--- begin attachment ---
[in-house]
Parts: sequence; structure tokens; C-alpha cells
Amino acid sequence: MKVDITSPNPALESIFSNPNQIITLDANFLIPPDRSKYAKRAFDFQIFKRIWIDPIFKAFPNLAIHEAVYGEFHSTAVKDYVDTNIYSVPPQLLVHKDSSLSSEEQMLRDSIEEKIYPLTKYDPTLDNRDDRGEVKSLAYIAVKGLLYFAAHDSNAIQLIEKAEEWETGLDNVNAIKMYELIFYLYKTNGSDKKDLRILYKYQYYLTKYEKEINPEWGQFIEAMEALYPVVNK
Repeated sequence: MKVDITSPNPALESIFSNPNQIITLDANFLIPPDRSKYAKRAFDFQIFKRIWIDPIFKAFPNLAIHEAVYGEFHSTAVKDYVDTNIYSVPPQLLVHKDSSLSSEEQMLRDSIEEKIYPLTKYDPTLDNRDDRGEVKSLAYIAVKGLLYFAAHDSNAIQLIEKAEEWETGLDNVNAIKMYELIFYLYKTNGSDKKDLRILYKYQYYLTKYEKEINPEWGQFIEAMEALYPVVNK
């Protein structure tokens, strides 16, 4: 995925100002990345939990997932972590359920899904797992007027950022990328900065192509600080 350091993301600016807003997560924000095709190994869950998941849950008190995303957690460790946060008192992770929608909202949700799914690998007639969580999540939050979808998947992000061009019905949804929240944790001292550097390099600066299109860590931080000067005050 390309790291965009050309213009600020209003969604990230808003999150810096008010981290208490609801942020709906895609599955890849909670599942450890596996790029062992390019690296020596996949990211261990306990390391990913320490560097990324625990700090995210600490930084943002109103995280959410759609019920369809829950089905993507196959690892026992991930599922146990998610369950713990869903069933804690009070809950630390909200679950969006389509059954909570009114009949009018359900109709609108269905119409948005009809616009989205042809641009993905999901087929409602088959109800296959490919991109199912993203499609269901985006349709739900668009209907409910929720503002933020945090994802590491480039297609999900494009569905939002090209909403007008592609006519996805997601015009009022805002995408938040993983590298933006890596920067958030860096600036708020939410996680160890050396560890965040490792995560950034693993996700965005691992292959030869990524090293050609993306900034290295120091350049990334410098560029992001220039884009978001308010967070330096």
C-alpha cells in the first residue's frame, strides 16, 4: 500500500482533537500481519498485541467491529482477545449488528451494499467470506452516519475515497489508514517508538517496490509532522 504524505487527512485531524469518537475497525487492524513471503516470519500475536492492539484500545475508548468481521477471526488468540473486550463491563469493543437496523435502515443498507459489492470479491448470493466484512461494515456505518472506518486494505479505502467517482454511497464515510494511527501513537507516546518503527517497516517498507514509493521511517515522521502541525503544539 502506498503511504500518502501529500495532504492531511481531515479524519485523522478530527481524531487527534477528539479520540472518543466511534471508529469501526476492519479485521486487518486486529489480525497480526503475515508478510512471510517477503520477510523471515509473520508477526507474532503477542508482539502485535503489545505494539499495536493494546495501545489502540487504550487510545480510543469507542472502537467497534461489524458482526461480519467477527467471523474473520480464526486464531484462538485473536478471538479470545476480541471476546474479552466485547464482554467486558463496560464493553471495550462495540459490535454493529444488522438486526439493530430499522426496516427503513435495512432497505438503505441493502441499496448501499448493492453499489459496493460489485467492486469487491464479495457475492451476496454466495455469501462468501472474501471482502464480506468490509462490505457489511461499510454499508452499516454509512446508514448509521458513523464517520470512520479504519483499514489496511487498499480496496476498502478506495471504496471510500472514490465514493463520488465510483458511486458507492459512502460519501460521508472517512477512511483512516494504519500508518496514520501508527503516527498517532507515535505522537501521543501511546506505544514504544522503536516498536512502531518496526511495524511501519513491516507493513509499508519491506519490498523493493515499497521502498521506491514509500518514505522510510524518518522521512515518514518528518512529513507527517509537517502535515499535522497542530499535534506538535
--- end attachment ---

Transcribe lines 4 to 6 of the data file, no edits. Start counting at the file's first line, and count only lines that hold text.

Repeated sequence: MKVDITSPNPALESIFSNPNQIITLDANFLIPPDRSKYAKRAFDFQIFKRIWIDPIFKAFPNLAIHEAVYGEFHSTAVKDYVDTNIYSVPPQLLVHKDSSLSSEEQMLRDSIEEKIYPLTKYDPTLDNRDDRGEVKSLAYIAVKGLLYFAAHDSNAIQLIEKAEEWETGLDNVNAIKMYELIFYLYKTNGSDKKDLRILYKYQYYLTKYEKEINPEWGQFIEAMEALYPVVNK
């Protein structure tokens, strides 16, 4: 995925100002990345939990997932972590359920899904797992007027950022990328900065192509600080 350091993301600016807003997560924000095709190994869950998941849950008190995303957690460790946060008192992770929608909202949700799914690998007639969580999540939050979808998947992000061009019905949804929240944790001292550097390099600066299109860590931080000067005050 390309790291965009050309213009600020209003969604990230808003999150810096008010981290208490609801942020709906895609599955890849909670599942450890596996790029062992390019690296020596996949990211261990306990390391990913320490560097990324625990700090995210600490930084943002109103995280959410759609019920369809829950089905993507196959690892026992991930599922146990998610369950713990869903069933804690009070809950630390909200679950969006389509059954909570009114009949009018359900109709609108269905119409948005009809616009989205042809641009993905999901087929409602088959109800296959490919991109199912993203499609269901985006349709739900668009209907409910929720503002933020945090994802590491480039297609999900494009569905939002090209909403007008592609006519996805997601015009009022805002995408938040993983590298933006890596920067958030860096600036708020939410996680160890050396560890965040490792995560950034693993996700965005691992292959030869990524090293050609993306900034290295120091350049990334410098560029992001220039884009978001308010967070330096």
C-alpha cells in the first residue's frame, strides 16, 4: 500500500482533537500481519498485541467491529482477545449488528451494499467470506452516519475515497489508514517508538517496490509532522 504524505487527512485531524469518537475497525487492524513471503516470519500475536492492539484500545475508548468481521477471526488468540473486550463491563469493543437496523435502515443498507459489492470479491448470493466484512461494515456505518472506518486494505479505502467517482454511497464515510494511527501513537507516546518503527517497516517498507514509493521511517515522521502541525503544539 502506498503511504500518502501529500495532504492531511481531515479524519485523522478530527481524531487527534477528539479520540472518543466511534471508529469501526476492519479485521486487518486486529489480525497480526503475515508478510512471510517477503520477510523471515509473520508477526507474532503477542508482539502485535503489545505494539499495536493494546495501545489502540487504550487510545480510543469507542472502537467497534461489524458482526461480519467477527467471523474473520480464526486464531484462538485473536478471538479470545476480541471476546474479552466485547464482554467486558463496560464493553471495550462495540459490535454493529444488522438486526439493530430499522426496516427503513435495512432497505438503505441493502441499496448501499448493492453499489459496493460489485467492486469487491464479495457475492451476496454466495455469501462468501472474501471482502464480506468490509462490505457489511461499510454499508452499516454509512446508514448509521458513523464517520470512520479504519483499514489496511487498499480496496476498502478506495471504496471510500472514490465514493463520488465510483458511486458507492459512502460519501460521508472517512477512511483512516494504519500508518496514520501508527503516527498517532507515535505522537501521543501511546506505544514504544522503536516498536512502531518496526511495524511501519513491516507493513509499508519491506519490498523493493515499497521502498521506491514509500518514505522510510524518518522521512515518514518528518512529513507527517509537517502535515499535522497542530499535534506538535